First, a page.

Non-alcoholic offerings from Lagunitas Brewing (reviews)

Non-alcoholic offerings from Lagunitas Brewing (reviews)

Dry January is past, so cutting out alcohol may not be top of mind right now (though I’ve also seen the subsequent months recently called Fit February and Moderation March in the same spirit), but that shouldn’t stop you from moderating your alcohol intake if you so choose. In that spirit I’d received samples of Lagunitas Brewing Company’s two non-alcoholic beverages, a sparkling hop water and a standard NA IPA, to sample and review. So let’s get right into it.

Hoppy Refresher

I’ve been calling this “Hop Water” based on the label, but the “Hoppy Refresher” is its official name—“Sparkling Hop Water” is the secondary name/tagline. And it’s literally just that—a zero-calorie, zero-carb, zero-alcohol sparkling water flavored with hops.

Here’s what Lagunitas says about it:

Crisp, zingy, and hoppily refreshing. This sparkling beverage is made using everything Lagunitas knows about hops. Chock-full of Citra, Equinox, and Centennial hops, for a big splash of flavor that’s surprisingly fruity.

Hoppy Refresher is a zippy and zingy highly carbonated dry-hopped sparkling water. We added a pinch of brewer’s yeast to biotransformate the hops and pull out terpenes (AKA aroma compounds) of bubblegum, lime, lemon, tangerine, and a bit of pine.

I have to admit, I was skeptical, and expected just kind of dirty-flavored water, not expecting the hops to offer much but some harsh bitterness. I was pleasantly surprised (and wrong). My (freeform) notes:

Clear sparkling water with a slight yellow-green tint. It has an oddly candy or juice-like aroma that’s reminiscent of an orange-cherry lollipop, with a faint undercurrent of herbal bitterness. The flavor is light with a bright bit of citrus (“natural flavors”) that’s a touch dank and earthy. (Light bong water.) Otherwise, it’s a spritzy light mineral water, ephemeral. Not harshly hoppy or overly bitter at all. There’s a light acidity that comes with the sparkling (carbonated) water.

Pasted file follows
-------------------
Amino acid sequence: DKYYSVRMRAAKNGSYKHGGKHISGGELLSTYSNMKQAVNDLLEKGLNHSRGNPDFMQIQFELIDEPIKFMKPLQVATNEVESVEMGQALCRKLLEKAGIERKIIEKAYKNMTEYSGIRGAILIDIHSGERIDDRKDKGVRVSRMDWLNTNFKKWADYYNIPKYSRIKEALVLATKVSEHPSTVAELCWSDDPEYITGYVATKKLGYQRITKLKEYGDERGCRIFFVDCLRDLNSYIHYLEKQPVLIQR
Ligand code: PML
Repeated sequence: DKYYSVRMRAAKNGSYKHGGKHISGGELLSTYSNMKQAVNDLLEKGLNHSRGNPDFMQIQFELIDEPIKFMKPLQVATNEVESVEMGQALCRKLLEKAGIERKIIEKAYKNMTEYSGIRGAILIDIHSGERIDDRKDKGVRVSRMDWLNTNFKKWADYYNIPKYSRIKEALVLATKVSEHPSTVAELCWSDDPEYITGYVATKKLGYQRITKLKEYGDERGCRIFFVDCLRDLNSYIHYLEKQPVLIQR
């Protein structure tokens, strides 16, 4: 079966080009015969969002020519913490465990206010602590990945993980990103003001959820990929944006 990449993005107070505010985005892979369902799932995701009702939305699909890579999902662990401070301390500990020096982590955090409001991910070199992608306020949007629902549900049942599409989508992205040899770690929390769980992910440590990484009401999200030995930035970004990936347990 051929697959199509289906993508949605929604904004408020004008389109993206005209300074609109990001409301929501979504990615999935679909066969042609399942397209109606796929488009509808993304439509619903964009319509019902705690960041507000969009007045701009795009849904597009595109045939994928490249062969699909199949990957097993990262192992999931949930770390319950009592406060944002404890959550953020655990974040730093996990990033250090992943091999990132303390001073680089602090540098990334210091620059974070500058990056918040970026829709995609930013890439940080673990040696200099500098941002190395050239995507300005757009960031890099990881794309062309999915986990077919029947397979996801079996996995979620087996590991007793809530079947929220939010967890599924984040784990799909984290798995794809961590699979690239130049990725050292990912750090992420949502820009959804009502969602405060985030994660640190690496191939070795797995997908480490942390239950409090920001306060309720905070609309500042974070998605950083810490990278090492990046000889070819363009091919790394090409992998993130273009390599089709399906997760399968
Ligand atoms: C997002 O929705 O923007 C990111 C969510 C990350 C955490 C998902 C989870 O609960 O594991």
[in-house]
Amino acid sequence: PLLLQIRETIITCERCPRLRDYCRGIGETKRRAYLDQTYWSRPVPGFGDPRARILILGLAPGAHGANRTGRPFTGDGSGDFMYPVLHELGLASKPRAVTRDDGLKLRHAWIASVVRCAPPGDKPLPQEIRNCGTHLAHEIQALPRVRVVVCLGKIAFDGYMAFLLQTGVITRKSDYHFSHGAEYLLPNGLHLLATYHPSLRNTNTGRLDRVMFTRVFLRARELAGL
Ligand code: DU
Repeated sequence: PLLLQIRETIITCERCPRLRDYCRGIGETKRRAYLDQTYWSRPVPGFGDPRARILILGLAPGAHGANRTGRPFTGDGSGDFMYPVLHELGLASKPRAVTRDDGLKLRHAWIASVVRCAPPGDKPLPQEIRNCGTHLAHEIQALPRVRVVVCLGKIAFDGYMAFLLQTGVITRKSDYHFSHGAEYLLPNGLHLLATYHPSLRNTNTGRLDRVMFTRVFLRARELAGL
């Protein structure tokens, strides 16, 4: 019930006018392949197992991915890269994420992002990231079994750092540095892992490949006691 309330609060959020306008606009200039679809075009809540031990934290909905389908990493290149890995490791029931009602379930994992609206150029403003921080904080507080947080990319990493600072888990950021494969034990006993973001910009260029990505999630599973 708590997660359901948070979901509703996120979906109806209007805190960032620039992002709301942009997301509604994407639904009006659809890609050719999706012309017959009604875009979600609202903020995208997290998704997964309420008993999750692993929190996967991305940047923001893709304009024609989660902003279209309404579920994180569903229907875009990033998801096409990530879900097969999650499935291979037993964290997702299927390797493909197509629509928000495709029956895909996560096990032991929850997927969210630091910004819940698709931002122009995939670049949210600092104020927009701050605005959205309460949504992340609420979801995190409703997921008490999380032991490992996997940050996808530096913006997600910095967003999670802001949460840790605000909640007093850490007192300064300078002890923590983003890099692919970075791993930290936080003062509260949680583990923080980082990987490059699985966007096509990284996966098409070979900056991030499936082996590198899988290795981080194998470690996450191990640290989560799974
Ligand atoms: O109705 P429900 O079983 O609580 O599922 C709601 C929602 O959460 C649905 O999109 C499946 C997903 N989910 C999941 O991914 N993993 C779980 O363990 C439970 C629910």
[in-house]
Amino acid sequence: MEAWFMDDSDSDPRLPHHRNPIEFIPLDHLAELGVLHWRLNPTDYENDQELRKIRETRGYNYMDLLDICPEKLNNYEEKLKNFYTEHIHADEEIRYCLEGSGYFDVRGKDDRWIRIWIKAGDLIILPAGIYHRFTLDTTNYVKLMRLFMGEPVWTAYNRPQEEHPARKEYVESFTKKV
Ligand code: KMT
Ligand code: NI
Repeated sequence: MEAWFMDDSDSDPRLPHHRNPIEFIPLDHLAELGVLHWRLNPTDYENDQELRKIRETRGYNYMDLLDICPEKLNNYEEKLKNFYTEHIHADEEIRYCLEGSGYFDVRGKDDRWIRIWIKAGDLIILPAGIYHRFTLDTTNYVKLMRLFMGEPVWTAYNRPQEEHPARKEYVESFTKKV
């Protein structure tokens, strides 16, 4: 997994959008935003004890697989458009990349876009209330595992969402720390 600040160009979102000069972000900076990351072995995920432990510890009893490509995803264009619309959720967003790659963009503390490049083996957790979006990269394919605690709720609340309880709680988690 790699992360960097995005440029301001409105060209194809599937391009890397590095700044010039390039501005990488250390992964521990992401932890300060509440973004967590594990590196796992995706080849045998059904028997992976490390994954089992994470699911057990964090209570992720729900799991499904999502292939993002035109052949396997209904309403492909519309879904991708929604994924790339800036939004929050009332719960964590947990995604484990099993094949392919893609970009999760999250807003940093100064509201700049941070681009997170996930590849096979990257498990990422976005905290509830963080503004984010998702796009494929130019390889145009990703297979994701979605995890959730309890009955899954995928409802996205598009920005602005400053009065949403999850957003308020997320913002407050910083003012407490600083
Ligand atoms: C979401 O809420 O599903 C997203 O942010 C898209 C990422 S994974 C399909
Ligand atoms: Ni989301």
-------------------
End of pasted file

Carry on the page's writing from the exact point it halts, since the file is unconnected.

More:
It’s one I would drink again.

IPNA (Non-alcoholic IPA)

Lagunitas’ IPNA fits the standard model for NA beer, with less that 0.5% alcohol by volume (to be legally considered “non-alcoholic”), and with the stats provided on the website—28.32 IBUs, and it has a starting gravity of 1.023—it sounds like the brewery’s method of production is to brew a low-gravity, low-alcohol beer as its starting point. Crux Fermentation Project does the same thing with its NØ MØ brews; the result is “real” beer (no arrested fermentation or similar methods to halt alcohol production), and it’s diluted as necessary to bring it below the 0.5% ABV threshold.

Now, I can’t say for sure that Lagunitas produces IPNA this way—I do get a bit of unfermented wort character in the aroma, as you’ll see in my notes below—but I suspect it does.

Here’s what the company says about IPNA on the website:

IPNA is pure NA satisfaction. A brewer-led labor of love utilizing all of our hops chops and over a year of R&D. Massively dry-hopped and delicious … like a clean, zesty bunch of hops smackin’ you in the face! Yes, in a good way.

Dank-ish pine-y grippiness from the massive dry-hop of our favorite Yakima Valley hops—Citra, Mosaic & CTZ (Columbus, Tomahawk & Zeus for the acronym-averse)—on a bed of English crystal malts for a smooth backbone & beautiful orange hue. A uniquely-full body and crazy-big hoppy aroma lends to IPNA’s satisfaction.

Appearance: Light amber color, similar to brown bottle glass, clear, with white fizzy head that didn’t last long.

Smell: Green hops with that lightly under-attenuated wort-like character that’s typical of many non-alcoholic brews. Some hop stems, earthiness, but it’s fairly light.

Taste: Crisp and dry—crackery with grain dust and a dried grass or hay bitterness that’s fairly balanced for what’s here (or not here). Surprisingly there’s not really much “wort” character as I’d expected from the aroma, but there is a light touch of cardboard (oxidation). But it has a decent grain character, the hops are pretty light and well-handled for the style, and it could be fresher (I’m assuming, if it’s oxidized a bit).

Mouthfeel: Light-bodied, crisp and surprisingly dry.

Overall: Pretty good overall, and it drinks well. Satisfying for a non-alcoholic.

The bottom line: Both of these are pretty good and drinkable, viable NA alternatives that manage to mostly avoid any of the off-putting flavors and aromas that can make non-alcoholic beers a challenge. If you’re looking for NA beers to have on hand, or drink regularly, these are worthy contenders.